Wolf Song of Alaska News

Stop Predator Control Once and For All

Letters / Juneau Empire / July 29, 2008

The state Department of Fish and Game assures us that predator control is conducted in a responsible manner by responsible people.

What is responsible about killing wild animals in their wild homes just because some people have decided that the animals are making too good of a living off the land, where they have survived for centuries?

What gives us the right to manipulate the balance of nature, a balance we do not even fully understand - and one that worked well until we stepped in?

And what is responsible about tracking animals from airplanes, or holding pups hostage, or murdering a litter with no thought to humane alternatives?

These are the actions of the "responsible" people who are paid by you and me. Not only are their actions irresponsible, they are disturbing.

Who looks upon a litter of pups whose parents have just been murdered and thinks, "Let's be humane and shoot 'em in the head."

Just the thought of it makes me ashamed (though it is just as wrong to kill an adult wolf for predator control). I do not want people with that type of mentality running around with guns, must less "managing" our "resources." I definitely do not want to support their deeds with my tax dollars.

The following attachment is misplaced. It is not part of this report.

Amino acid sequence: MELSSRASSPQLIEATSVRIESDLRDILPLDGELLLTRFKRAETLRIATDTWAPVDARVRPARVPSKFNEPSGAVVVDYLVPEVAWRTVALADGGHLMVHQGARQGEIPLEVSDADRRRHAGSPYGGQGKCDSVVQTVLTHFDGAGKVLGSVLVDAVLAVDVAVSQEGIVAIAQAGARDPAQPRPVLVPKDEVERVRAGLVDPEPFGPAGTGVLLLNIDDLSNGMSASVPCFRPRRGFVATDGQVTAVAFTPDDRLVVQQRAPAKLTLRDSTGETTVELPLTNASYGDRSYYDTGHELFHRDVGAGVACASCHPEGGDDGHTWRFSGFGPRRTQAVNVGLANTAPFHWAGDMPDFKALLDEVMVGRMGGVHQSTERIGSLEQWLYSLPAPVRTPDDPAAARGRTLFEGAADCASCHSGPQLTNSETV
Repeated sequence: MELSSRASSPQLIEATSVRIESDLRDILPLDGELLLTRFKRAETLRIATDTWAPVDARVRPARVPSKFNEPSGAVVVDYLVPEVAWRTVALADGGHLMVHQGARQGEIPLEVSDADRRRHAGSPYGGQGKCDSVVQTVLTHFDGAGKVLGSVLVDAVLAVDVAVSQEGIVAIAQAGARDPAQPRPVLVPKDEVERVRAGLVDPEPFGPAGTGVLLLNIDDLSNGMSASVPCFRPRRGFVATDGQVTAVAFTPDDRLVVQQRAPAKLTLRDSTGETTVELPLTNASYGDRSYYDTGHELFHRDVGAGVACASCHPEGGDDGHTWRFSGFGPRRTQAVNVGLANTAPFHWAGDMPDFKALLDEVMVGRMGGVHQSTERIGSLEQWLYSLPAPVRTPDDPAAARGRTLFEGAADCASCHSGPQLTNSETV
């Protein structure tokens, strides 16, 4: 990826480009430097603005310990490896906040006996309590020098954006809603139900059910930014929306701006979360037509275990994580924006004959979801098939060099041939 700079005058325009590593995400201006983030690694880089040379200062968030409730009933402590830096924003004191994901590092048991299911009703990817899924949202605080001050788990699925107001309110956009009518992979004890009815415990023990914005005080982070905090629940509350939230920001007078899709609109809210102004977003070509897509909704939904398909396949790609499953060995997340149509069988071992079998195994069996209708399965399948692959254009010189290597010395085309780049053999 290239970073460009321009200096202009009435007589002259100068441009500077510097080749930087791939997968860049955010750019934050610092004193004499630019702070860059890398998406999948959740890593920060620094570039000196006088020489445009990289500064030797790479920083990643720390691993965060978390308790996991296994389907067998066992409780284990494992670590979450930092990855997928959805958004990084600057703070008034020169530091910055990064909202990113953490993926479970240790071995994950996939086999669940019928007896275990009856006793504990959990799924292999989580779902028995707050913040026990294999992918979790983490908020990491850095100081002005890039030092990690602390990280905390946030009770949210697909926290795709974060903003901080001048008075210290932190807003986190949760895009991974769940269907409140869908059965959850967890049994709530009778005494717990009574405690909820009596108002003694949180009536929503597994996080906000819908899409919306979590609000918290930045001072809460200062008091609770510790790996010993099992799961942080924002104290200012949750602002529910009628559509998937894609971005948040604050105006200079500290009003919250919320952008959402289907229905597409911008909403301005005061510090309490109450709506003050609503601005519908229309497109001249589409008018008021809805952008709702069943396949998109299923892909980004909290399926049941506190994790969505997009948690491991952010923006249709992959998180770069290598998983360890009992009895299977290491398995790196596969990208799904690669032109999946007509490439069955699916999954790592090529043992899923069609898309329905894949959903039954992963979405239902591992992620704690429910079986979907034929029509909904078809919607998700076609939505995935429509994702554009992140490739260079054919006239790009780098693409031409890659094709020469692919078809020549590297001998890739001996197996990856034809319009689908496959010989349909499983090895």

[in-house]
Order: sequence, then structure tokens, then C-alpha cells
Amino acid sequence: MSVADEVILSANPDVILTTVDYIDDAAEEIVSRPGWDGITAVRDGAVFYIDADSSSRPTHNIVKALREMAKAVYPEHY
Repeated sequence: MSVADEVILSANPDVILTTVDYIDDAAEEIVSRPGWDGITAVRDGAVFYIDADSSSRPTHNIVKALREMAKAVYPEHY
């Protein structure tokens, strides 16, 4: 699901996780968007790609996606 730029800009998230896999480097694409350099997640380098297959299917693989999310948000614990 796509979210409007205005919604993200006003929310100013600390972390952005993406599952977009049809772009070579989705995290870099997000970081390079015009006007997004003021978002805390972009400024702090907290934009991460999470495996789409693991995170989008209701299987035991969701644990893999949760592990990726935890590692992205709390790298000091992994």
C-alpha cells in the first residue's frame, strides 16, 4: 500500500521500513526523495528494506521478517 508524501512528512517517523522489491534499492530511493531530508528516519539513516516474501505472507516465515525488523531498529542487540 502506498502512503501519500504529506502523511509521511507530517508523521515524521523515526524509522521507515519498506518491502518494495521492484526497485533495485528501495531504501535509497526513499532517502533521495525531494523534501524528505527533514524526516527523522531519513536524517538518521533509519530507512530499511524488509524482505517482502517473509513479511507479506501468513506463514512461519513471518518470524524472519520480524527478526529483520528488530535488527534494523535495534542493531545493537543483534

Alaskans have spoken against predator control twice, yet the powers that be, also funded by you and me, refuse to act on our will despite the fact that life on federally owned lands - where predator control is illegal - seems to be doing okay.

We are told that our state constitution gives legislators the right to use our natural resources as they deem necessary for our benefit, yet I am dismayed by the results - results that I am forced by law to fund. As a result, I am in the ludicrous position of donating to wildlife groups to try to stop the predator control in Alaska for which I pay. Clearly, our votes are not enough to halt the practice.

If some of our legislators are misinterpreting our constitution in order to continue predator control, then we must get rid of those legislators. (On the other hand, I salute the many lawmakers who oppose predator control, and I call upon them to do all they can to stop the horrible practice.) And if our constitution does, indeed, support predator control, then we must amend it.

Vote yes on Ballot Measure 2 on Aug. 26. And follow up on the issue. Do not let the government continue to ignore our voices, attempting to appease us with yet another useless vote here and there - a waste of time and money - as is predator control.

Let us face reality, accept and honor what nature provides, and treat with respect rather than arrogance. The slaughter must stop.

Tina M. Brown

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